18 Things You Can Get or Donate in Freecycle Malaysia

freecycle malaysia


Freecycling is a combination of 2 words – free and recycling. The whole idea is to offer items in good condition to other people, for free. I’ve joined Freecycling communities since my student days in UK, and both donated and received items from kind people who simply want to reduce their environmental impact. Indirectly, you get to save money and encourage community interaction, too. It’s a great concept.

I even got a bicycle from a nice lady. It got stolen the next day, but still. Thief, I hope you get better use of the bicycle than me. But I was a poor student who during that time was walking 30 minutes to school in order to save money on bus fare, so you’re kind of an asshole.

Some people asked me – what can you get from Freecycle? Rather than saying ‘anything’, I thought I can give an idea of the kinds of things you can expect to find there. Here are 18 things you can get or donate in Freecycle Malaysia.

#1 – Bicycles and cycling accessories

In the same vein, rollerskates/blades, skateboards, longboards, mini scooters and similar items.

They are usually used, and might need repair/replacement parts, so bear those in mind if you request for one.

#2 – Books and magazines

Books and magazines in any subject matter are usually in high demand, and goes quickly. I’ve seen knitting patterns, children’s books, old Readers’ Digest, random academic books, comics and many other types of printed publications.

#3 – Furniture

They are also in high demand, but only request these if you can arrange transportation to collect them. It is not the owner’s responsibility to dismantle, clean, lift, or help you in any way after agreeing to give you the furniture. Bring friends and a truck if you scored bed frames, dining tables, cabinets or other heavy and bulky items.

I say try to avoid items like couches, mattresses and carpets. Getting bed bugs is no joke.

#4 – Casettes/CDs/DVDs

People usually give away their cassette, CD and DVD collections as a set. Don’t be a pest and pick and choose, unless the owner allows you to do so. Show up, pick up, say thank you, leave. Take your own sweet time at home and add what you want to your collection, then offer the ones you don’t want back to Freecycle.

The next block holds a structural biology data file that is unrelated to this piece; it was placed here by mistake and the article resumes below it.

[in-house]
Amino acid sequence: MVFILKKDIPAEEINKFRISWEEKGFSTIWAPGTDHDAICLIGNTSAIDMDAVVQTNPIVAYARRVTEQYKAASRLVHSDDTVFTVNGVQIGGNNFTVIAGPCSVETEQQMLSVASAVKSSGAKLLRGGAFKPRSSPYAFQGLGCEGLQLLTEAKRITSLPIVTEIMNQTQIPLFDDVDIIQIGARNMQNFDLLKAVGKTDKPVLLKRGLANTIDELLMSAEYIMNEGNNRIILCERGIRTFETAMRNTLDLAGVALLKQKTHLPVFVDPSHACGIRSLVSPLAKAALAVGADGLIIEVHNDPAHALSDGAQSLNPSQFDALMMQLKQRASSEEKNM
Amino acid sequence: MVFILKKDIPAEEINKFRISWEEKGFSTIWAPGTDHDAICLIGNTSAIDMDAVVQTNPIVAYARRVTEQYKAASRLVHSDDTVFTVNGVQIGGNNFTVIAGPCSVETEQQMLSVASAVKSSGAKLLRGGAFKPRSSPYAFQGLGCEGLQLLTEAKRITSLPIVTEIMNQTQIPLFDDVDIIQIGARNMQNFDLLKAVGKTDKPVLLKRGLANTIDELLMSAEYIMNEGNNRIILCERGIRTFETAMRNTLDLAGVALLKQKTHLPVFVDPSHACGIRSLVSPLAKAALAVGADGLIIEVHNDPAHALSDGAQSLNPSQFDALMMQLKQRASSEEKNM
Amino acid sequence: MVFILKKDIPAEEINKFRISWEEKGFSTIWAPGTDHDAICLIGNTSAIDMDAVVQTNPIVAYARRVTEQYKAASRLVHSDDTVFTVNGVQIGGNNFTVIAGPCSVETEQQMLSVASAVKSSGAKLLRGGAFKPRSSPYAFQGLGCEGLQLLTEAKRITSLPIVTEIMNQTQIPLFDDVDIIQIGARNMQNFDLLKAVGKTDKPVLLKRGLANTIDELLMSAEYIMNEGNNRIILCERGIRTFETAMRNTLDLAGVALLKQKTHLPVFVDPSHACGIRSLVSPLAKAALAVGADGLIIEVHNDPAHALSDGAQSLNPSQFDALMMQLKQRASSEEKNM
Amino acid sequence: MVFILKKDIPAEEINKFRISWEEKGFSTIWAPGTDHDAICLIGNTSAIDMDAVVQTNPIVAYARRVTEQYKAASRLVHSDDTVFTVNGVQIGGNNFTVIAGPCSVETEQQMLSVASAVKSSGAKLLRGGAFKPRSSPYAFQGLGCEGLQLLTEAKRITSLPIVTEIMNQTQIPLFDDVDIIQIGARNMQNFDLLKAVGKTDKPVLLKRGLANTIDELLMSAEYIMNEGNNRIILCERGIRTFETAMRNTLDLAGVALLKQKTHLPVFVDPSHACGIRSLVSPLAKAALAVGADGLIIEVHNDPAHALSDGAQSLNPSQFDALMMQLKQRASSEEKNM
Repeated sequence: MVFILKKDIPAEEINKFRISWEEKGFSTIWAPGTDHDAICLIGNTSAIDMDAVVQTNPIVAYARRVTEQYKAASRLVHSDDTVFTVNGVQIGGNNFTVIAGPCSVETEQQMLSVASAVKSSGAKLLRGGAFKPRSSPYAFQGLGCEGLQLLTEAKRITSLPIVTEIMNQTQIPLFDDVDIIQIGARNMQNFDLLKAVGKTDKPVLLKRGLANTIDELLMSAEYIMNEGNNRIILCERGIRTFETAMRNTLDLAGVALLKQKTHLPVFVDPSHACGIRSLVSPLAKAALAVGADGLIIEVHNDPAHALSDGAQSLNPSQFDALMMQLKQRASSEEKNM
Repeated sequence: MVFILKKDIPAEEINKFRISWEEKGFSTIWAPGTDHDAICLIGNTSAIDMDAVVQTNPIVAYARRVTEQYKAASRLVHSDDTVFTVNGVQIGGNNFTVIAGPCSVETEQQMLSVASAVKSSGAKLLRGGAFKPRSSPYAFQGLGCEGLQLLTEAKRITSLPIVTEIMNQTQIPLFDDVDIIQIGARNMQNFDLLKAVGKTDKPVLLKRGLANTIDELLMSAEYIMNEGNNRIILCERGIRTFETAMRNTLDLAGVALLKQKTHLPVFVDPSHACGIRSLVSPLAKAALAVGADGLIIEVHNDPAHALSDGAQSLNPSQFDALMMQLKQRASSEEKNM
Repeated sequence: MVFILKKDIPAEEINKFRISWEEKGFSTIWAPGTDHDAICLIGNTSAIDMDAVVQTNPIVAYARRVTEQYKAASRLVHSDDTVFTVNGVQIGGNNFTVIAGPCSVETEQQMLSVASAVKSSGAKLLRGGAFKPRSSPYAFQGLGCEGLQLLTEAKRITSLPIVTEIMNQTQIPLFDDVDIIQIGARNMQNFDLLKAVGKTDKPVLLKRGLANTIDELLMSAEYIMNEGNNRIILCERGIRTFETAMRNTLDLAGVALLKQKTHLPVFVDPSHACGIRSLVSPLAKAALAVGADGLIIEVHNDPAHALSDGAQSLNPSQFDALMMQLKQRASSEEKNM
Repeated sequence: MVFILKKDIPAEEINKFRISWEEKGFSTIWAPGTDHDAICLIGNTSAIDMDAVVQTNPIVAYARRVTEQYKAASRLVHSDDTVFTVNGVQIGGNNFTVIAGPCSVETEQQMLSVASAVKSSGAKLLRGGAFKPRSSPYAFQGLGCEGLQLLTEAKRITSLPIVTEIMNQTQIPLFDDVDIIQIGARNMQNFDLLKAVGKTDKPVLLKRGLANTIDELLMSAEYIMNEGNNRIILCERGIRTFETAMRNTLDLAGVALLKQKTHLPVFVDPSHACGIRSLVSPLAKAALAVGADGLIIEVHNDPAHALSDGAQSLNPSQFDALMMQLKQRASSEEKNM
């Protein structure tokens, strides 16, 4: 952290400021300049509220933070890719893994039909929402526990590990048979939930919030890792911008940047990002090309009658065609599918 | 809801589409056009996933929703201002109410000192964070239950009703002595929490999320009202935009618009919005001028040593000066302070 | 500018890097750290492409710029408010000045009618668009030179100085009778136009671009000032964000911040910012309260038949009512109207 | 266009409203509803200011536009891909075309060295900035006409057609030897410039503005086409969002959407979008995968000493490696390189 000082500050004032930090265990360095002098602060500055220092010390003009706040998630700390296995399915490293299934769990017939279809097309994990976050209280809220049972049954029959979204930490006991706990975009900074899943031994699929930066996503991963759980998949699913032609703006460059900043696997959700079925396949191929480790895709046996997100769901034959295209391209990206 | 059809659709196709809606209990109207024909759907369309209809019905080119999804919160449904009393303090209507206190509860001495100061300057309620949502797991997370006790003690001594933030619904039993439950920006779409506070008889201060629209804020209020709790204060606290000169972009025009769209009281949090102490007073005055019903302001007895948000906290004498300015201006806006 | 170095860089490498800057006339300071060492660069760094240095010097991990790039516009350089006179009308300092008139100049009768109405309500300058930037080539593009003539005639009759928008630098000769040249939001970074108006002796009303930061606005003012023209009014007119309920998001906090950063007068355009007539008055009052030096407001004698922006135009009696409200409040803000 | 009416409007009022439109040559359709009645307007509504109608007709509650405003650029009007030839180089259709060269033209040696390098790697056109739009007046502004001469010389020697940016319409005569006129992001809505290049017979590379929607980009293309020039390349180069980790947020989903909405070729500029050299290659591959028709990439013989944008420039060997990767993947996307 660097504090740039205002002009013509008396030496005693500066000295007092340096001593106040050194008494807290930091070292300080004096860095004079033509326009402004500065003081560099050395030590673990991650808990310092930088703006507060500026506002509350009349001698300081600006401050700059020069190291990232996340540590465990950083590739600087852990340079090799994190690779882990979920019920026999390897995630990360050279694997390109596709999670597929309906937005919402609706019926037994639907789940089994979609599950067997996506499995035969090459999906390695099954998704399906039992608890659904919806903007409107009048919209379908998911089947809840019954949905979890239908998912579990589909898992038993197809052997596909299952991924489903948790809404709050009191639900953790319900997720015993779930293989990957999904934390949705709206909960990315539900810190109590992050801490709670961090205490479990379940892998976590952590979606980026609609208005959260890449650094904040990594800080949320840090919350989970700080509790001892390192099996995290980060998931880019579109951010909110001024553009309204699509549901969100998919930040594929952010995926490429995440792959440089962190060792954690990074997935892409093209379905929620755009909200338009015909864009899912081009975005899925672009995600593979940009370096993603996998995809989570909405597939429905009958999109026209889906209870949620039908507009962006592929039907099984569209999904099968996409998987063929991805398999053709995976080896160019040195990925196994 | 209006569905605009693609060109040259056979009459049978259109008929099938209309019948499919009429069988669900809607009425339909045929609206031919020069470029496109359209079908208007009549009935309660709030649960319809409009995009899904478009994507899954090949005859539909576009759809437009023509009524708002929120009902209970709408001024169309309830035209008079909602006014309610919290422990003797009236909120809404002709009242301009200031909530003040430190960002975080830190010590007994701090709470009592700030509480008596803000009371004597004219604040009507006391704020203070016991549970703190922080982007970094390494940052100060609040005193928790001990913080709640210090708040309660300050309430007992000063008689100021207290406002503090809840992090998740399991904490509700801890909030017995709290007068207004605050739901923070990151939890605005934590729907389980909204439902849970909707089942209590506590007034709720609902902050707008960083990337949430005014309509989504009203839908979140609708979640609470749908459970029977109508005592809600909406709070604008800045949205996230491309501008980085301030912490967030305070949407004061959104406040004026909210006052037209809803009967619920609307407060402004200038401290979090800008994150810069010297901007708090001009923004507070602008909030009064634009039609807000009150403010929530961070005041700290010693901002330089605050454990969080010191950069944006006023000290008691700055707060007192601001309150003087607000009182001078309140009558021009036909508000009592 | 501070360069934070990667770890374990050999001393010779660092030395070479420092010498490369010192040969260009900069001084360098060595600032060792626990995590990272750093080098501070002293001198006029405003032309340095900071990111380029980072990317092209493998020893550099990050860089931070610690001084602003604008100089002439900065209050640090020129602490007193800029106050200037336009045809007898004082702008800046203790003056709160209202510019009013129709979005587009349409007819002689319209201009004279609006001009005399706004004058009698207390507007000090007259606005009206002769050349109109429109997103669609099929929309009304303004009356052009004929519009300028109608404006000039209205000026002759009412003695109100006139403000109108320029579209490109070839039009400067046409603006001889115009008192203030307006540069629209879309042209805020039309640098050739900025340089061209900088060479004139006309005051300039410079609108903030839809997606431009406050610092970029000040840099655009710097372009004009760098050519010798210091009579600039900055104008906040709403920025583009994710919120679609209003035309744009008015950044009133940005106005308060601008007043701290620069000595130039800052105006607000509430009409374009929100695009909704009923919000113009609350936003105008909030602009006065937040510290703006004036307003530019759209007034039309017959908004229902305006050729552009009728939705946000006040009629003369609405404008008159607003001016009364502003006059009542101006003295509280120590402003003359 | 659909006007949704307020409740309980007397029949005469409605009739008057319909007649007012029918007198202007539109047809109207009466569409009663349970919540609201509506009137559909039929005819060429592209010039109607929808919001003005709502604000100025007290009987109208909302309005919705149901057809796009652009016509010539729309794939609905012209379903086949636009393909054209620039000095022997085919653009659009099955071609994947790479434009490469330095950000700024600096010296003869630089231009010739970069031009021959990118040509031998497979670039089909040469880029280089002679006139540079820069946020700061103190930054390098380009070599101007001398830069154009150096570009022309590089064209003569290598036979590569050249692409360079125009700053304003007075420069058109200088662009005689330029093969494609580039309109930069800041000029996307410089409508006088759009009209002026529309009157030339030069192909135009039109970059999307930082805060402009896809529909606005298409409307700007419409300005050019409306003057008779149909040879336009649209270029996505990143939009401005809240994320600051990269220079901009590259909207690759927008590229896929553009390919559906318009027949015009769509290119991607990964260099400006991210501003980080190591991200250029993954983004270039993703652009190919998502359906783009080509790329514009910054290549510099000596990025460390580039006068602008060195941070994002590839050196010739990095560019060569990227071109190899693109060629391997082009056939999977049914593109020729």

#5 – Kids clothes, toys and items

For frugal mamas out there, you can always request children’s clothes, toys and items from Freecycle. Kids are expensive, and they have that nasty habit where they grow way too fast. I’ve seen people offering strollers, educational toys, kids costumes and much more.

The owner should give away items in clean condition, but they are not responsible for sanitisation, so bring them home and wash them in hot water and/or antibacterial soap.

#6 – Kitchen appliances

Toasters, microwave, ovens, blenders, frying pans, cutlery and more. Bigger items like fridges and freezers are also sometimes offered.

#7 – Home appliances

Vacuum cleaners, washing machine, air-conditioning units, fans and others in this category. Don’t expect the latest models, though. They tend to be bulky, so arrange own method of transportation.

#8 – Office appliances

Printers, office chairs,  monitors, mouse, speakers, adapters, and others in this category. They are usually very old models, so don’t request this if you don’t need it – perhaps its more useful for that kid from a poor family with big dreams to become a computer engineer. You can also request if you are able to collect and pass these items to her. That would be a swell thing to do.

#9 – Gardening tools and plants

Surprisingly frequent. Pots, seeds, houseplants, spades and whatever tools related to gardening.

#10 – Arts and crafts

Sewing machines, random fabric, unused yarn, patterns, and other things in this category.

#11 – Musical instruments and tools

Asking for a piano is a bit too much, but smaller instruments like guitars and ukeleles are frequently donated.

#12 –  Sports equipment

A bit tricky, but doable. For things like shoes or clothes, you have to specify the size. In Malaysia items like badminton rackets, weight training items and futsal shoes are in high demand, so give them away if you have but don’t use them.

In this case, it’s extremely rude to give items in bad condition. They don’t have to be new, but they have to be in usable condition. Avoid offering broken or smelly items.

#13 – Pets and pet items

I’ve never actually seen pets offered on Freecycle Malaysia before, but I’ve seen it in other communities.

However things like hamster cages, pet food, pet toys, aquariums can be given away.

#14 – Vouchers/Coupons/Tickets